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Welcome to Astronomy Online
A legally blind photographer/astronomer on disability so I use this site to contribute to society.


Last Updated: added graphics for the 88 constellations under Observation/The Night Sky.

Leo

This site is a testament that even though I have a physical disability - legally blind - I can still do things that helps other people.


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This is an educational website. It's never too late to learn astronomy, even for those who have not completed their primary (High School) education. A GED can get you in the door to college level courses.


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Stargazing to Star Charts: Engaging Students in the Wonders of Astronomy


APOD:The 37 Cluster
Image Credit & Copyright: Sergio Eguivar

Explanation: For the mostly harmless denizens of planet Earth, the brighter stars of open cluster NGC 2169 seem to form a cosmic 37. Did you expect 42? From our perspective, the improbable numerical asterism appears solely by chance. It lies at an estimated distance of 3,300 light-years toward the constellation Orion. As far as galactic or open star clusters go, NGC 2169 is a small one, spanning about 7 light-years. Formed at the same time from the same cloud of dust and gas, the stars of NGC 2169 are only about 11 million years old. Such clusters are expected to disperse over time as they encounter other stars, interstellar clouds, and experience gravitational tides while hitchhiking through the galaxy. Over four billion years ago, our own Sun was likely formed in a similar open cluster of stars.


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APOD:AR 3664 at the Sun's Edge
Image Credit & Copyright: Sebastian Voltmer

Explanation: What did the monster active region that created the recent auroras look like when at the Sun's edge? There, AR 3664 better showed its 3D structure. Pictured, a large multi-pronged solar prominence was captured extending from chaotic sunspot region AR 3664 out into space, just one example of the particle clouds ejected from this violent solar region. The Earth could easily fit under this long-extended prominence. The featured image was captured two days ago from this constantly changing region. Yesterday, the strongest solar flare in years was expelled (not shown), a blast classified in the upper X-class. Ultraviolet light from that flare quickly hit the Earth's atmosphere and caused shortwave radio blackouts across both North and South America. Although now rotated to be facing slightly away from the Earth, particles from AR 3664 and subsequent coronal mass ejections (CMEs) might still follow curved magnetic field lines across the inner Solar System and create more Earthly auroras.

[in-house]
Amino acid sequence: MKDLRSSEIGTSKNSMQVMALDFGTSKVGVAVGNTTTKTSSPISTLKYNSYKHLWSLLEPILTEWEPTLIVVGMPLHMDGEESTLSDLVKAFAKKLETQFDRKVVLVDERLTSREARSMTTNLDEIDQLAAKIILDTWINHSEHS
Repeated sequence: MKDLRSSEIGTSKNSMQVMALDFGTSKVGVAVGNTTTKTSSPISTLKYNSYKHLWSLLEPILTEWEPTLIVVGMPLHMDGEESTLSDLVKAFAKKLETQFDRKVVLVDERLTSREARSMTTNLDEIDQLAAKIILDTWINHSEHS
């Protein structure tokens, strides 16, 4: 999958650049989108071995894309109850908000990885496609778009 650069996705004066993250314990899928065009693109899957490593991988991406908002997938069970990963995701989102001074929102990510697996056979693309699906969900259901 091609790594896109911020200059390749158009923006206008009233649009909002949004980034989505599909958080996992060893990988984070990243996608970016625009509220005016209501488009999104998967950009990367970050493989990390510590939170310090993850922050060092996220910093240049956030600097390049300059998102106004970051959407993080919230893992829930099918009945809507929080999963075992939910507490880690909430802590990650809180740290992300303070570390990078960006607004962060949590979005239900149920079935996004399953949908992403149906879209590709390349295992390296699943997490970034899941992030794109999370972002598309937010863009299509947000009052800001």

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Cosmic Conversations: The Intersection of Language and Astronomy

How to Engage Students in Learning About Our Galaxy, the Milky Way: Virtual Tours, Stellar Maps, and More

APOD:North Celestial Aurora
Image Credit & Copyright: Chirag Upreti

Explanation: Graceful star trail arcs reflect planet Earth's daily rotation in this colorful night skyscape. To create the timelapse composite, on May 12 consecutive exposures were recorded with a camera fixed to a tripod on the shores of the Ashokan Reservoir, in the Catskills region of New York, USA. North star Polaris is near the center of the star trail arcs. The broad trail of a waxing crescent Moon is on the left, casting a strong reflection across the reservoir waters. With intense solar activity driving recent geomagnetic storms, the colorful aurora borealis or northern lights, rare to the region, shine under Polaris and the north celestial pole.






Iris Nebula
- Image by Ricky Leon Murphy.

Astronomy Online is a personal resource of mine that is made public. Please enjoy the site.

ARCHIVED BLOG ENTRIES



How the Website is Organized:

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Observation - This section includes information on coordinate systems, constellations, objects visible in the night sky, and some images of the night sky of the northern and southern hemispheres.

Science - This section includes information on some of the basic science used in astronomy. There is information on the variety of tools used (like telescopes) as well as methods of using them. There is a mathematics primer, introduction to some physical processes, formulas used in astronomy, and information on computer use in Astronomy.

Solar System - As indicated, this section covers our Solar System (See Solar System App, Solar System Scope App) and everything in it. It covers the Sun, planets, their moons, asteroids, comets and exotic objects like TNO's and Kuiper Belt Objects.

Stars - This section covers stars in our own galaxy. It covers the variety of stellar evolution paths. It also covers supernova, black holes, and some of the radiative processes in the interstellar medium.

Our Galaxy - This section covers our galaxy as well as some of the nearby galaxies in our own Local Group. It also covers galaxy evolution.

Cosmology - This section covers other galaxies and galaxies clusters. It also covers the big bang, relativity and dark matter.

Astrobiology - This section covers the relatively new field in astronomy - the possibility of life in our Solar System and the Universe. There is also information on some of the projects dealing with this - like SETI.

Exoplanets - This section covers the study of planets known to exist around other stars. It covers both amateur and professional involvement and shows you how you can get involved with the search as well.

Astrophotography - This section covers the fastest growing hobby of astrophotography. This section offers information and tips on photography and also features and Image Gallery.

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